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This article is part of the supplement: Seventh International Conference on Bioinformatics (InCoB2008)

Open Access Research

Dynamic sensitivity analysis of biological systems

Wu Hsiung Wu1, Feng Sheng Wang2* and Maw Shang Chang1

Author Affiliations

1 Department of Computer Science and Information Engineering, National Chung Cheng University, Chiayi 62102, Taiwan

2 Department of Chemical Engineering, National Chung Cheng University, Chiayi 62102, Taiwan

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BMC Bioinformatics 2008, 9(Suppl 12):S17  doi:10.1186/1471-2105-9-S12-S17

Published: 12 December 2008



A mathematical model to understand, predict, control, or even design a real biological system is a central theme in systems biology. A dynamic biological system is always modeled as a nonlinear ordinary differential equation (ODE) system. How to simulate the dynamic behavior and dynamic parameter sensitivities of systems described by ODEs efficiently and accurately is a critical job. In many practical applications, e.g., the fed-batch fermentation systems, the system admissible input (corresponding to independent variables of the system) can be time-dependent. The main difficulty for investigating the dynamic log gains of these systems is the infinite dimension due to the time-dependent input. The classical dynamic sensitivity analysis does not take into account this case for the dynamic log gains.


We present an algorithm with an adaptive step size control that can be used for computing the solution and dynamic sensitivities of an autonomous ODE system simultaneously. Although our algorithm is one of the decouple direct methods in computing dynamic sensitivities of an ODE system, the step size determined by model equations can be used on the computations of the time profile and dynamic sensitivities with moderate accuracy even when sensitivity equations are more stiff than model equations. To show this algorithm can perform the dynamic sensitivity analysis on very stiff ODE systems with moderate accuracy, it is implemented and applied to two sets of chemical reactions: pyrolysis of ethane and oxidation of formaldehyde. The accuracy of this algorithm is demonstrated by comparing the dynamic parameter sensitivities obtained from this new algorithm and from the direct method with Rosenbrock stiff integrator based on the indirect method. The same dynamic sensitivity analysis was performed on an ethanol fed-batch fermentation system with a time-varying feed rate to evaluate the applicability of the algorithm to realistic models with time-dependent admissible input.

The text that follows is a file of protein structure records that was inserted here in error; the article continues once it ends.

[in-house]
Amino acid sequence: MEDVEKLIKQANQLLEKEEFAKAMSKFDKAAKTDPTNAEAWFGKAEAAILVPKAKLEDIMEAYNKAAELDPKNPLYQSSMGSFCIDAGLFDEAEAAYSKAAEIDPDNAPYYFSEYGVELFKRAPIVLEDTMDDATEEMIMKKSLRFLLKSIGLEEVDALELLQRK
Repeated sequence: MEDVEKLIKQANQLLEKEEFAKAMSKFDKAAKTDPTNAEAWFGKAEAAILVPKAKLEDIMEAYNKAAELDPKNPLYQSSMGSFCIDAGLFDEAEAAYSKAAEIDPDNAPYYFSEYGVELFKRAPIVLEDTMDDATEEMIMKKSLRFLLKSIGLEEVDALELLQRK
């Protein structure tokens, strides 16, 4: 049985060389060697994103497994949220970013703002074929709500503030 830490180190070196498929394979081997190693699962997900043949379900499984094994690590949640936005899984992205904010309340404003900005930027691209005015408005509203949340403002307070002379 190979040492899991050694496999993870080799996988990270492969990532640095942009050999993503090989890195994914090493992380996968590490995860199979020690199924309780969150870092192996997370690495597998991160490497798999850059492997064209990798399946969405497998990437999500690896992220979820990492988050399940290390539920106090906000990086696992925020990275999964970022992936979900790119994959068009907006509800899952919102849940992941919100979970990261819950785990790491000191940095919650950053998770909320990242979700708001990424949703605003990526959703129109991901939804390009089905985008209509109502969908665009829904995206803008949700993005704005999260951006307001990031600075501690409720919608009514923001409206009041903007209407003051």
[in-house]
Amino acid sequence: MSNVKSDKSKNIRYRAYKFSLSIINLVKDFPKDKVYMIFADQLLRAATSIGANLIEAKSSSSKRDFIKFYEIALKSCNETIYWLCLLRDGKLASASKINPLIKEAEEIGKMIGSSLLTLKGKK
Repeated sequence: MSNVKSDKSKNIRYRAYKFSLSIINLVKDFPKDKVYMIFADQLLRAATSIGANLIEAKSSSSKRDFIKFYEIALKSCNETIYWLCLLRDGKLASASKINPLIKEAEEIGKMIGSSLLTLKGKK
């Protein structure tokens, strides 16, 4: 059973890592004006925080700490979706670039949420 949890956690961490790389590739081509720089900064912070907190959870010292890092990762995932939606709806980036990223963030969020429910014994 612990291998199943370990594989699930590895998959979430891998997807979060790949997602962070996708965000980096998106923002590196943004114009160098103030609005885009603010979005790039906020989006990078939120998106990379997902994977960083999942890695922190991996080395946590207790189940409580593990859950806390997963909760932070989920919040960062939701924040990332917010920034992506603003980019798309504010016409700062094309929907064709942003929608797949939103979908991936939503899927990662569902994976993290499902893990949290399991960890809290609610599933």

By combining the accuracy we show with the efficiency of being a decouple direct method, our algorithm is an excellent method for computing dynamic parameter sensitivities in stiff problems. We extend the scope of classical dynamic sensitivity analysis to the investigation of dynamic log gains of models with time-dependent admissible input.